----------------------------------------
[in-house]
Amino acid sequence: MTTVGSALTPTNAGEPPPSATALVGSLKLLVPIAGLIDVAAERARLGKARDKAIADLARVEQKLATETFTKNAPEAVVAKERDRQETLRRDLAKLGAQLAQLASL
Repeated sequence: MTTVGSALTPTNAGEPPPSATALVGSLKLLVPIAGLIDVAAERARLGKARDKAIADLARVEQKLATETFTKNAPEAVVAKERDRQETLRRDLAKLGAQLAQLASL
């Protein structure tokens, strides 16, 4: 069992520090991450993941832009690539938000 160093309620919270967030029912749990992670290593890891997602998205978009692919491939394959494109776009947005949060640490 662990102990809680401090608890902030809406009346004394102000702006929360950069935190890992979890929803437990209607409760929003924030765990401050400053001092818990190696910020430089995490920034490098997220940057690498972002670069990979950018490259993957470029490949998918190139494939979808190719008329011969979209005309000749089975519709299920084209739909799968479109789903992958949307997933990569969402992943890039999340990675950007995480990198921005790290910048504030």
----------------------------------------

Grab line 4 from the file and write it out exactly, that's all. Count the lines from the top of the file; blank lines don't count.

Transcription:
């Protein structure tokens, strides 16, 4: 069992520090991450993941832009690539938000 160093309620919270967030029912749990992670290593890891997602998205978009692919491939394959494109776009947005949060640490 662990102990809680401090608890902030809406009346004394102000702006929360950069935190890992979890929803437990209607409760929003924030765990401050400053001092818990190696910020430089995490920034490098997220940057690498972002670069990979950018490259993957470029490949998918190139494939979808190719008329011969979209005309000749089975519709299920084209739909799968479109789903992958949307997933990569969402992943890039999340990675950007995480990198921005790290910048504030």